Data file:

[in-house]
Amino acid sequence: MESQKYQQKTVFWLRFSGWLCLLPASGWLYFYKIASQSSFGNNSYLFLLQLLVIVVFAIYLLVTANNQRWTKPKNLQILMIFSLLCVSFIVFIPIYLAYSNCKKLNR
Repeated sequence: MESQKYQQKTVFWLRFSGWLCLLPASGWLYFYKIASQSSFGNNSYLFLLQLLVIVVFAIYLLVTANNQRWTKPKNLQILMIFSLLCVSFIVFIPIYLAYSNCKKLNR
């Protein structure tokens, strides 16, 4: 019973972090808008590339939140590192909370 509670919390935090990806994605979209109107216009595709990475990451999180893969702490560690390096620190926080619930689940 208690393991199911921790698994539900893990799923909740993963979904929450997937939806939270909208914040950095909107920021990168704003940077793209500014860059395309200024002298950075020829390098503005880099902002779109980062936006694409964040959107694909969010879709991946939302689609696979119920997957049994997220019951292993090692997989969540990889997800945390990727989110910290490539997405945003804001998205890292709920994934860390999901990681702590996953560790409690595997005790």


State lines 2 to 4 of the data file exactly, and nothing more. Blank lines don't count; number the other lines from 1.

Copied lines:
Amino acid sequence: MESQKYQQKTVFWLRFSGWLCLLPASGWLYFYKIASQSSFGNNSYLFLLQLLVIVVFAIYLLVTANNQRWTKPKNLQILMIFSLLCVSFIVFIPIYLAYSNCKKLNR
Repeated sequence: MESQKYQQKTVFWLRFSGWLCLLPASGWLYFYKIASQSSFGNNSYLFLLQLLVIVVFAIYLLVTANNQRWTKPKNLQILMIFSLLCVSFIVFIPIYLAYSNCKKLNR
């Protein structure tokens, strides 16, 4: 019973972090808008590339939140590192909370 509670919390935090990806994605979209109107216009595709990475990451999180893969702490560690390096620190926080619930689940 208690393991199911921790698994539900893990799923909740993963979904929450997937939806939270909208914040950095909107920021990168704003940077793209500014860059395309200024002298950075020829390098503005880099902002779109980062936006694409964040959107694909969010879709991946939302689609696979119920997957049994997220019951292993090692997989969540990889997800945390990727989110910290490539997405945003804001998205890292709920994934860390999901990681702590996953560790409690595997005790």